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Last updated at 13:36 BST, Wednesday, 10 June 2009

Millionth English word imminent


10 June 2009

It is being claimed that the millionth word in the English language is about to be created. A US company which follows the use of language on the internet has made the prediction. However traditional dictionary makers aren't so sure.... .

Lawrence Pollard


Dictionary experts are doubtful


Click to hear the report


The idea of the millionth word entering the English language is a brilliant bit of public relations for Texas-based Global Language Monitor. GLM runs a powerful search service which monitors web traffic. They make their money telling organisations how often their name is mentioned in new media, such as the internet.

What they can also do is search for newly coined words. Once a word has been used 25,000 times on social networking sites and such like, GLM declares it to be a new word. By their calculations a new word is created in English every 98 minutes, hence the estimate that the millionth word is about to be created.

If you talk to lexicographers, however, dictionary professionals, they tell a slightly different story. Dictionaries have tighter criteria about what constitutes a new word, for example, it has to be used over a certain period of time. Lexicographers will tell you that the exact size of English vocabulary is impossible to quantify, but if you accept every technical term or obscure specialist word then we're already way beyond a million. And if you restrict inclusion of specialist slang, then there are possibly three quarters of a million words in English. All of which is way beyond the 20 - 40,000 words that a fluent speaker would use, or the few thousand you could get by with in English. Basically, with 1.5 billion people speaking some version of the language, it's small wonder English is the fastest growing tongue in the world.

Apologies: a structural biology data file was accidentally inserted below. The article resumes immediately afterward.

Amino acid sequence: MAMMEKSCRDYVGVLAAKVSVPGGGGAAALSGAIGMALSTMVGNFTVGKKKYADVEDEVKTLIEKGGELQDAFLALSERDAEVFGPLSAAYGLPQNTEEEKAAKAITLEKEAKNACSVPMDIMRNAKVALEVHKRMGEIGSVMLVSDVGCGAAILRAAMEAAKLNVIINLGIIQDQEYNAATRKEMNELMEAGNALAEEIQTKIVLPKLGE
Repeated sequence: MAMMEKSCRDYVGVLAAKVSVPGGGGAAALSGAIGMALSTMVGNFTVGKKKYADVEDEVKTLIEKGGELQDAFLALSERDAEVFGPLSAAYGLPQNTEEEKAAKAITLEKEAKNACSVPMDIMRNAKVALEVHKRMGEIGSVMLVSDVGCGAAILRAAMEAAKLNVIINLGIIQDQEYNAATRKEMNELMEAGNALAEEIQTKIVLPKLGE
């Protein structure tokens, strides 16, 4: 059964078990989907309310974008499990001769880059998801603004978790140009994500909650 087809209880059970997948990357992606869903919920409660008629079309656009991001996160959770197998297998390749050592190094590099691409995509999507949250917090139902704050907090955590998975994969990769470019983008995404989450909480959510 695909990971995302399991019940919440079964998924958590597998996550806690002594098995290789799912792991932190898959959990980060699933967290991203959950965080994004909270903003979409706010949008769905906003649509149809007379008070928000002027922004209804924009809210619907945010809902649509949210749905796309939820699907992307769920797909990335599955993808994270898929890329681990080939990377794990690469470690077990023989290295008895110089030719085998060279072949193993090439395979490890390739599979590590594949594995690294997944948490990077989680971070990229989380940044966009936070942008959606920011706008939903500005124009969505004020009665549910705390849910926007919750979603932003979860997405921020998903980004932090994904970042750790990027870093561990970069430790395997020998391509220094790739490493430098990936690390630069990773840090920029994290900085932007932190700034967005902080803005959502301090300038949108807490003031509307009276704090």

Lawrence Pollard, Arts Correspondent, London


Click to hear the vocabulary


public relations
the activity of keeping good relationships between an organisation and the people outside it - sometimes abbreviated to 'PR'
monitors web traffic
checks and keeps records of which websites people are visiting
newly coined
(refers to language only) recently invented or used for the first time
tighter criteria
stricter standards by which something is judged or decided
is considered as
measure or count
not widely known
restrict inclusion of specialist slang
limit the addition of informal language
small wonder
not surprising

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